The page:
• Hale, Sondra, ‘The Soldier and the State: Post-Liberation Women: The Case of Eritrea’, in M Waller and J Rycenga (eds.), 2001, Frontline Feminisms: Women, War, and Resistance, New York and London: Routledge, pp.349-370.
  • Helie-Lucas, M-A (1991) ‘Women in the Algerial Liberation Struggle’, in T Wallace and C March (eds.) Changing Perceptions: Writings on Gender and Development. Oxford: Oxfam.
  • Ibáñez, Ana Cristina (2001) ‘El Salvador: War and Untold Stories – Women Guerrillas’, in Caroline O N Moser and Fiona C Clark (eds.) Victims, Perpetrators or Actors? Gender, Armed Conflict and Political Violence. London and New York: Zed Books, pp. 117-130.
  • Lilly, Carol S and Jill A Irvine (2002) ‘Negotiating Interests: Women and Nationalism in Serbia and Croatia, 1990-1997’, East European Politics and Societies vol. 16 no. 1, pp. 109-144.
  • Lyons, Tanya (2004) Guns and Guerilla Girls: Women in the Zimbabwean Liberation Struggle. Trenton, NJ: Africa World Press.
  • MacDonald, Eileen (1991) Shoot the Women First. London: Fourth Estate. (Interviews with women ‘terrorists’. Rather journalistic but interesting nonetheless.)
  • McGuire, Maria (1973) To Take Arms: A Year in the Provisional IRA. London: Macmillan. (An autobiography.)
  • MacKenzie, Megan (2009) ‘Securitization and Desecuritization: Female Soldiers and the Reconstruction of Women in Post-Conflict Sierra Leone’, Security Studies vol. 18 no. 2, pp. 241-261.
  • Mukta, Parita (2000) ‘Gender, Community, Nation: The Myth of Innocence’, in Susie Jacobs, Ruth Jacobson and Jen Marchbank (eds.) States of Conflict: Gender, Violence and Resistance. London and New York: Zed Books, pp. 163-178.
  • Salla, Michael (2001) ‘Women and War, Men and Pacifism’, in Inger Skjelsbæk and Dan Smith (eds.) Gender, Peace and Conflict. London: Sage, pp. 47-67.
  • Samarasinghe, Vidyamali (1996) ‘Soldiers, Housewives and Peace Makers: Ethnic Conflict and Gender in Sri Lanka’, Ethnic Studies Report vol. 14 no. 2, pp. 203-227.
  • Schalk, Peter (1994) ‘Women Fighters of the Liberation Tigers in Tamil Ilam: The Martial Feminism of Atel Palacinkam’, South Asia Research vol. 14 no. 2, pp. 163-183.
  • Schrijvers, Joke (1999) ‘Fighters, Victims and Survivors: Constructions of Ethnicity, Gender and Refugeeness among Tamils in Sri Lanka’, Journal of Refugee Studies vol. 12 no. 3, pp. 307-333.
  • Sharlach, Lisa (1999) ‘Gender and Genocide in Rwanda: Women as Agents and Objects of Genocide’, Journal of Genocide Research vol. 1 no. 3, pp. 387-399.
  • Sharoni, Simona (2001) ‘Rethinking Women’s Struggles in Israel-Palestine and in the North of Ireland’, in Caroline O N Moser and Fiona C Clark (eds.) Victims, Perpetrators or Actors? Gender, Armed Conflict and Political Violence. London: Zed Books, pp. 85-98.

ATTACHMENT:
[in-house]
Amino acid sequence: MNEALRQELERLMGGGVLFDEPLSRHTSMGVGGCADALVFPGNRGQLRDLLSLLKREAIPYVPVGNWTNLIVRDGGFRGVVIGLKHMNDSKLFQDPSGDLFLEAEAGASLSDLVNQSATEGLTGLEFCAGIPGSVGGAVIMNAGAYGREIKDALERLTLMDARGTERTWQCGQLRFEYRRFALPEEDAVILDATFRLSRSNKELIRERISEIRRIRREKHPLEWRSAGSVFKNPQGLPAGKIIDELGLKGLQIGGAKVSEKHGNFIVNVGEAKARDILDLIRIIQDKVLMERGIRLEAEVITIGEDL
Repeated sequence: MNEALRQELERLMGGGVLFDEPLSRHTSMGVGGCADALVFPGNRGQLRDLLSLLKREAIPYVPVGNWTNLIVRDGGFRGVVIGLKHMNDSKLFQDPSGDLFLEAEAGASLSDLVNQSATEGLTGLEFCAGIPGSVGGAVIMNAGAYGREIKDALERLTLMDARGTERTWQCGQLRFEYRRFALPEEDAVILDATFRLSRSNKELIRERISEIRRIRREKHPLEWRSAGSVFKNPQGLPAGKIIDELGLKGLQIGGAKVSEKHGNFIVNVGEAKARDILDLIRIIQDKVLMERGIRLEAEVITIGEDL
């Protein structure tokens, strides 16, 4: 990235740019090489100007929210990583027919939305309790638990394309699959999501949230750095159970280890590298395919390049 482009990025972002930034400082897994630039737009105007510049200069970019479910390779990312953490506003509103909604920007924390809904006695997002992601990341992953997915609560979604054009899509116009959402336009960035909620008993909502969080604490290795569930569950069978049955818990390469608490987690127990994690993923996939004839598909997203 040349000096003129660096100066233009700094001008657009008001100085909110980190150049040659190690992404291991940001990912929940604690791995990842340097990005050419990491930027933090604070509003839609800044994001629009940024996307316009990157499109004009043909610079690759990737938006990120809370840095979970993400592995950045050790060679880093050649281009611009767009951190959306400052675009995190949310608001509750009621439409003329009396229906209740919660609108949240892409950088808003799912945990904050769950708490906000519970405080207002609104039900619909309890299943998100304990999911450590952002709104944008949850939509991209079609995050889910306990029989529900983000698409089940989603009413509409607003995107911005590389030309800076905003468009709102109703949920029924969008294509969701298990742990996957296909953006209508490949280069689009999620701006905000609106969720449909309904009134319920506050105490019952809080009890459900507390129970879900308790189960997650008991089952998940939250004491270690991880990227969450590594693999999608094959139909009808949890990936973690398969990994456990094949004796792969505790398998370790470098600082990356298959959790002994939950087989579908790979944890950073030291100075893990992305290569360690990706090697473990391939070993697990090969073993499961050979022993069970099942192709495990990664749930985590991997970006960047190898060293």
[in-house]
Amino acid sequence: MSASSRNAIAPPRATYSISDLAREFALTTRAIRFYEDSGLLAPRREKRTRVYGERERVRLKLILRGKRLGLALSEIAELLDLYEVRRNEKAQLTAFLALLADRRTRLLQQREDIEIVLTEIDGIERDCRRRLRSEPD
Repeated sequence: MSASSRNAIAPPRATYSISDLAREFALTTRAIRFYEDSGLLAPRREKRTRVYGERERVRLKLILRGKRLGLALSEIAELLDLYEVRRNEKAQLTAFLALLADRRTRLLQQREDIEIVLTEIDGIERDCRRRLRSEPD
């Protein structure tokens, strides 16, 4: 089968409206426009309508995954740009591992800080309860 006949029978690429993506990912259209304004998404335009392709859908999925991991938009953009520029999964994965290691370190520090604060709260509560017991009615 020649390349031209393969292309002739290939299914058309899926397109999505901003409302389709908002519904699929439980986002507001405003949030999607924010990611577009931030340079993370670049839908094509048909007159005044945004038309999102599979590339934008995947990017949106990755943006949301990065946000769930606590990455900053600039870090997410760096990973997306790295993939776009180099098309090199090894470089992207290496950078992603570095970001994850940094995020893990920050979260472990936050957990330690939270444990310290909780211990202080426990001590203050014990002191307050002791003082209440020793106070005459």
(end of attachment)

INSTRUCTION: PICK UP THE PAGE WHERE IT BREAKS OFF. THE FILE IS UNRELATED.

• Shayne, Julie D (2004) The Revolution Question: Feminisms in El Salvador, Chile, and Cuba. Rutgers University Press.
  • Steel, Jayne (1998) ‘Vampira: Representations of the Irish Female Terrorist’, Irish Studies Review vol. 6 no. 3, pp. 273-284.
  • Turshen, Meredeth (1998) 'Women's war stories', in M Turshen and C Twagiramariya (eds) What Women Do in Wartime: gender and conflict in Africa, London: Zed.
  • Ward, Margaret (1995) Unmanageable Revolutionaries: Women and Irish Nationalism. London: Pluto, reprint of 1989 edn.

Child Combatants

  • Amnesty International (2003) Democratic Republic of Congo: Children at War. AI Report: Index AFR 62/034/2003 [available from AI website: http://web.amnesty.org/library/pdf/AFR620342003ENGLISH/$File/AFR6203403.pdf].
  • Boyden, Jo and Joanna de Berry (eds.) (2004) Children and Youth on the Front Line: Ethnography, Armed Conflict and Displacement. New York: Berghahn Books.
  • Briggs, Jimmie (2005) Innocents Lost: When Child Soldiers Go to War. Basic Books [chapter on Rwanda available from module extracts webpage].
  • Cohn, Ilene and Guy S Goodwin-Gill (1994) Child Soldiers: The Role of Children in Armed Conflict. Oxford: Clarendon.
  • Fox, Mary-Jane (2004) ‘Girl Soldiers’, Security Dialogue vol. 35 no. 4.
  • Honwana, Alcinda (2006) Child Soldiers in Africa. Philadelphia, PA: University of Pennsylvania Press.
  • Human Rights Watch (2007) Complicit in Crime: State Collusion in Abductions and Child Recruitment by the Karuna Group, vol. 19 no. 1 (C). New York: Human Rights Watch [available from: http://www.hrw.org/sites/default/files/reports/srilanka0107webwcover.pdf].
  • Human Rights Watch (2004) Living in Fear: Child Soldiers and the Tamil Tigers in Sri Lanka, vol. 16 no. 13 (C). New York: Human Rights Watch [available from: http://www.hrw.org/sites/default/files/reports/srilanka1104.pdf].